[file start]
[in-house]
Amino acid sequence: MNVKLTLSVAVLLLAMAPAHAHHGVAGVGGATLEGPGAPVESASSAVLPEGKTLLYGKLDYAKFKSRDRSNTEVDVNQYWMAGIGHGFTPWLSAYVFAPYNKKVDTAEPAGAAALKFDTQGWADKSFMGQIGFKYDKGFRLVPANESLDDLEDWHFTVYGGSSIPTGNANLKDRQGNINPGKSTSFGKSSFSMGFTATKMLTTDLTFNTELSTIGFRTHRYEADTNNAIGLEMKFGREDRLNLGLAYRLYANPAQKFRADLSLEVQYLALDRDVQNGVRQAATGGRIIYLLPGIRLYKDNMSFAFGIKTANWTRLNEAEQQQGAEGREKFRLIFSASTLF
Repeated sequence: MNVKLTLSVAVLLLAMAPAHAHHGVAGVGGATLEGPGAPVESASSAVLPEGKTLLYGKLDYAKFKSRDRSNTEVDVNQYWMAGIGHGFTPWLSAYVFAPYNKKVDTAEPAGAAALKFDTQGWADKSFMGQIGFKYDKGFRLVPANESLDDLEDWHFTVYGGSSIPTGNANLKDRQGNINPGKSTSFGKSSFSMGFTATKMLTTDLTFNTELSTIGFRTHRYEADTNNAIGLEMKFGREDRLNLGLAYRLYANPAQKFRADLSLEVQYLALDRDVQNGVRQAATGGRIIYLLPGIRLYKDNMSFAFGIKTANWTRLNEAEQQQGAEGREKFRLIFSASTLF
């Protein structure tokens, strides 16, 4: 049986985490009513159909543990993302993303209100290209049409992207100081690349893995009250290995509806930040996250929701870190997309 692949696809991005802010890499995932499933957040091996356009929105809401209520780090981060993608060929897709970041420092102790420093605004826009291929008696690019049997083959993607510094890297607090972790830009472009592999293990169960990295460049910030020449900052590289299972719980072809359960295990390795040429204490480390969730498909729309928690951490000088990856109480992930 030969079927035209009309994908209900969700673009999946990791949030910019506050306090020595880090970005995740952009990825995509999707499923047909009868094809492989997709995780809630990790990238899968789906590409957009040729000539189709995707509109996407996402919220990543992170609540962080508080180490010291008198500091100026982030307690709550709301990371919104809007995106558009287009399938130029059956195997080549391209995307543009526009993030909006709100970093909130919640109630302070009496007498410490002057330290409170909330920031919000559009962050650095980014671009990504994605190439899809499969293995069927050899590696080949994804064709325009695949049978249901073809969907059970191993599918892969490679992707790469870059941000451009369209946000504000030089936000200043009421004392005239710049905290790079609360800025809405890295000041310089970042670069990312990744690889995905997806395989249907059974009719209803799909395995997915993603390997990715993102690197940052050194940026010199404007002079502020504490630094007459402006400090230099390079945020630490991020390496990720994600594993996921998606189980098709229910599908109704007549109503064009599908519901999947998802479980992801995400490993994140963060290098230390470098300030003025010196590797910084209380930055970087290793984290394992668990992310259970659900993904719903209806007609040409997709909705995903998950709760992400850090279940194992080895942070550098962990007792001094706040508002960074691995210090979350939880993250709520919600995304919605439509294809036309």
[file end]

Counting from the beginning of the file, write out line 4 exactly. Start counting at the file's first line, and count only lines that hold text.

């Protein structure tokens, strides 16, 4: 049986985490009513159909543990993302993303209100290209049409992207100081690349893995009250290995509806930040996250929701870190997309 692949696809991005802010890499995932499933957040091996356009929105809401209520780090981060993608060929897709970041420092102790420093605004826009291929008696690019049997083959993607510094890297607090972790830009472009592999293990169960990295460049910030020449900052590289299972719980072809359960295990390795040429204490480390969730498909729309928690951490000088990856109480992930 030969079927035209009309994908209900969700673009999946990791949030910019506050306090020595880090970005995740952009990825995509999707499923047909009868094809492989997709995780809630990790990238899968789906590409957009040729000539189709995707509109996407996402919220990543992170609540962080508080180490010291008198500091100026982030307690709550709301990371919104809007995106558009287009399938130029059956195997080549391209995307543009526009993030909006709100970093909130919640109630302070009496007498410490002057330290409170909330920031919000559009962050650095980014671009990504994605190439899809499969293995069927050899590696080949994804064709325009695949049978249901073809969907059970191993599918892969490679992707790469870059941000451009369209946000504000030089936000200043009421004392005239710049905290790079609360800025809405890295000041310089970042670069990312990744690889995905997806395989249907059974009719209803799909395995997915993603390997990715993102690197940052050194940026010199404007002079502020504490630094007459402006400090230099390079945020630490991020390496990720994600594993996921998606189980098709229910599908109704007549109503064009599908519901999947998802479980992801995400490993994140963060290098230390470098300030003025010196590797910084209380930055970087290793984290394992668990992310259970659900993904719903209806007609040409997709909705995903998950709760992400850090279940194992080895942070550098962990007792001094706040508002960074691995210090979350939880993250709520919600995304919605439509294809036309």